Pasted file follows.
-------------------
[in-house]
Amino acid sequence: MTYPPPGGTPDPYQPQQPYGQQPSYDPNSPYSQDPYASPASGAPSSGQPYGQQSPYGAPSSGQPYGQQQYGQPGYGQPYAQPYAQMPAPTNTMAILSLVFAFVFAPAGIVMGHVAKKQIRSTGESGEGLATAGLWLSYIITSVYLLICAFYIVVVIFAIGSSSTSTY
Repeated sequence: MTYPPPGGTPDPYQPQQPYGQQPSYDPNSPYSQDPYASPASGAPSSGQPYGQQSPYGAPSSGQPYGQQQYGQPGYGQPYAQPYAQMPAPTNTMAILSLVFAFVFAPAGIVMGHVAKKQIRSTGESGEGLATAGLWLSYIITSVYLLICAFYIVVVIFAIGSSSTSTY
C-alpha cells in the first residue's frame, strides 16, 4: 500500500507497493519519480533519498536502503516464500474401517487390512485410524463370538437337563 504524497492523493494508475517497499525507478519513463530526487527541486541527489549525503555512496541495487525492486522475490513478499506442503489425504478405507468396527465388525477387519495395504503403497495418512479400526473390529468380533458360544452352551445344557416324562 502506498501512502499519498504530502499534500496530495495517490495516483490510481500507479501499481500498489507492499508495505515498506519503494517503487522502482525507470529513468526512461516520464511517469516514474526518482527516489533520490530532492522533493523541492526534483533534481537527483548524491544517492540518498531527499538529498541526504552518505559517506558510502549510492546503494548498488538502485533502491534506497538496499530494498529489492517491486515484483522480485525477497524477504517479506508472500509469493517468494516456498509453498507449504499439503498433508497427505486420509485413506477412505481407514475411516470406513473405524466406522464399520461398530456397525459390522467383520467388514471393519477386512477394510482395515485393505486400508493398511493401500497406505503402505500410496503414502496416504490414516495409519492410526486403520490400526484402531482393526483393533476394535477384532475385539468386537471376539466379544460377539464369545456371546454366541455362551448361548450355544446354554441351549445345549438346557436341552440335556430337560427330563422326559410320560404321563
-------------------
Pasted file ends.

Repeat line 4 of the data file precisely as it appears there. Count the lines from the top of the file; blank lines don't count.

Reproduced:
C-alpha cells in the first residue's frame, strides 16, 4: 500500500507497493519519480533519498536502503516464500474401517487390512485410524463370538437337563 504524497492523493494508475517497499525507478519513463530526487527541486541527489549525503555512496541495487525492486522475490513478499506442503489425504478405507468396527465388525477387519495395504503403497495418512479400526473390529468380533458360544452352551445344557416324562 502506498501512502499519498504530502499534500496530495495517490495516483490510481500507479501499481500498489507492499508495505515498506519503494517503487522502482525507470529513468526512461516520464511517469516514474526518482527516489533520490530532492522533493523541492526534483533534481537527483548524491544517492540518498531527499538529498541526504552518505559517506558510502549510492546503494548498488538502485533502491534506497538496499530494498529489492517491486515484483522480485525477497524477504517479506508472500509469493517468494516456498509453498507449504499439503498433508497427505486420509485413506477412505481407514475411516470406513473405524466406522464399520461398530456397525459390522467383520467388514471393519477386512477394510482395515485393505486400508493398511493401500497406505503402505500410496503414502496416504490414516495409519492410526486403520490400526484402531482393526483393533476394535477384532475385539468386537471376539466379544460377539464369545456371546454366541455362551448361548450355544446354554441351549445345549438346557436341552440335556430337560427330563422326559410320560404321563